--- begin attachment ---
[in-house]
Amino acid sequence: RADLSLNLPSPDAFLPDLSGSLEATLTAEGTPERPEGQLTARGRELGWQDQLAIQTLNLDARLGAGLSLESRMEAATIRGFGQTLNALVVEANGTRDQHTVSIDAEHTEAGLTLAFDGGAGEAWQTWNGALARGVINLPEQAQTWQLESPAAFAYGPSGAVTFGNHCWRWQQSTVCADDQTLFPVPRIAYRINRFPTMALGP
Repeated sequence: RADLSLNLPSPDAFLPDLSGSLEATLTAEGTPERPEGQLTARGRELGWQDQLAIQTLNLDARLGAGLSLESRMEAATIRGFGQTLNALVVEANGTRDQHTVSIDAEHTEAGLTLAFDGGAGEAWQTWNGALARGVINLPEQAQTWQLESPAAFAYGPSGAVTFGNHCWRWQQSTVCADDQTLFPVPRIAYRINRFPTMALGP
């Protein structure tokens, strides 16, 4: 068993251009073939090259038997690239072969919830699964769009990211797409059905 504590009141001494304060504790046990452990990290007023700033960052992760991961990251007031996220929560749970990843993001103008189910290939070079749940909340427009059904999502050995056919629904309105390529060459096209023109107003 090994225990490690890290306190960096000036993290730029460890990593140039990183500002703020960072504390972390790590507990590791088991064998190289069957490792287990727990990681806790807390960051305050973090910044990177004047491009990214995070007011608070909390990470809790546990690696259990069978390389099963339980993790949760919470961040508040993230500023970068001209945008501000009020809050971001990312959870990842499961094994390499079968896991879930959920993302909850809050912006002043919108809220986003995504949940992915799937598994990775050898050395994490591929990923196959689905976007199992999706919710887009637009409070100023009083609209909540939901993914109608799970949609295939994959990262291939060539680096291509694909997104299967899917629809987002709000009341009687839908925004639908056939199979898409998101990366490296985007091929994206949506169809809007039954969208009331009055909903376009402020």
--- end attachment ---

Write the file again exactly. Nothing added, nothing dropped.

[in-house]
Amino acid sequence: RADLSLNLPSPDAFLPDLSGSLEATLTAEGTPERPEGQLTARGRELGWQDQLAIQTLNLDARLGAGLSLESRMEAATIRGFGQTLNALVVEANGTRDQHTVSIDAEHTEAGLTLAFDGGAGEAWQTWNGALARGVINLPEQAQTWQLESPAAFAYGPSGAVTFGNHCWRWQQSTVCADDQTLFPVPRIAYRINRFPTMALGP
Repeated sequence: RADLSLNLPSPDAFLPDLSGSLEATLTAEGTPERPEGQLTARGRELGWQDQLAIQTLNLDARLGAGLSLESRMEAATIRGFGQTLNALVVEANGTRDQHTVSIDAEHTEAGLTLAFDGGAGEAWQTWNGALARGVINLPEQAQTWQLESPAAFAYGPSGAVTFGNHCWRWQQSTVCADDQTLFPVPRIAYRINRFPTMALGP
């Protein structure tokens, strides 16, 4: 068993251009073939090259038997690239072969919830699964769009990211797409059905 504590009141001494304060504790046990452990990290007023700033960052992760991961990251007031996220929560749970990843993001103008189910290939070079749940909340427009059904999502050995056919629904309105390529060459096209023109107003 090994225990490690890290306190960096000036993290730029460890990593140039990183500002703020960072504390972390790590507990590791088991064998190289069957490792287990727990990681806790807390960051305050973090910044990177004047491009990214995070007011608070909390990470809790546990690696259990069978390389099963339980993790949760919470961040508040993230500023970068001209945008501000009020809050971001990312959870990842499961094994390499079968896991879930959920993302909850809050912006002043919108809220986003995504949940992915799937598994990775050898050395994490591929990923196959689905976007199992999706919710887009637009409070100023009083609209909540939901993914109608799970949609295939994959990262291939060539680096291509694909997104299967899917629809987002709000009341009687839908925004639908056939199979898409998101990366490296985007091929994206949506169809809007039954969208009331009055909903376009402020």